Anyway, then the adults got to sit down (more like collapse, really) and the kids got back up for the second phase of their test. At this point we'd been testing for around 3 hours already.

Next up was one steps, wrist grabs, and sparring. Kids first, meaning more sitting for the adults. Now, maybe sitting cross-legged is easy for kids, but my knees just can't handle it for very long. As it was, my legs went completely to sleep during an extended period of sitting during the clinic that morning. I'd managed to keep that from happening during the beginning of the test by infrequently switching which leg was crossed on top, and occasionally just uncrossing my legs to give my knees a break. Now, after line drills and jump kick drills and forms and endurance testing, my legs were getting seriously cranky. Cramping all over the place, aching like mad. I finally just had to give up keeping them crossed for more than 5 minutes at a time or so. The kids did all their stuff, and about an hour to an hour and a half later it was our turn again.

So, the one steps and wrist grabs portion of the test was sort of the big "question mark" portion from our point of view. This seems to be the portion of the test where the testing board likes to throw curve balls, testing to see just how well you've mastered your techniques. Random calls, having the candidates do techniques from the opposite side from typical, etc. Everything called in Korean or Chinese. Sometimes putting individual folks in the spotlight for a minute, calling one technique and having the candidate perform it with as little delay as possible. Things like that . A bit more pressure, more of a mental test of concentration and focus than a physically demanding chore.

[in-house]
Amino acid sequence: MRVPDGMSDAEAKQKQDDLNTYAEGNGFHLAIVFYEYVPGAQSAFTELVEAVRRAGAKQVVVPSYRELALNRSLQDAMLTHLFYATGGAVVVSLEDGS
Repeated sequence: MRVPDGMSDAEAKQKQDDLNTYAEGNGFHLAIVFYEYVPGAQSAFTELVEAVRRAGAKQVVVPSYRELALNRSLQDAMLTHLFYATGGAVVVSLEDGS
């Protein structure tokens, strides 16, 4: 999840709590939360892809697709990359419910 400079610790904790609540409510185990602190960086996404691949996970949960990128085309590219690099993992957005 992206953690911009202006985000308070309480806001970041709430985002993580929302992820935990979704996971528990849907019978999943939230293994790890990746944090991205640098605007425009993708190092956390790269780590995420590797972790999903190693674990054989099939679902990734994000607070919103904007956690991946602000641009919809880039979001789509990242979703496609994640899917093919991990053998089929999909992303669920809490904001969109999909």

Well, that was the case for us as well -- both the kids and the adults. Whereas often the testing board will call a specific technique in Chinese (just the number -- for ordinal counting we use Chinese) and then watch as all of the candidates perform it, they instead just had us roll through all of of one steps, much like we'd done on previous gup testings.

Once those were finished (for some reason I wasn't allowed to complete all of my one steps, despite not making any errors of which I was aware -- I wasn't failed on it, so I guess they just assumed we knew them well enough and allowed us to move on), we move onto randomly called wrist grab techniques. This was the most mentally stressful part of the test, with the proctor telling us which hand to grab, and then calling a number in Chinese that corresponded to a specific self defense technique. The candidate would then have to perform the technique correctly and hold the last movement until allowed to return to ready position. I'm especially proud to say that I made no serious errors on this part -- I was incredibly nervous at this point, convinced I was going to freeze up and blank out. But I managed to stay focused and did the correct techniques throughout.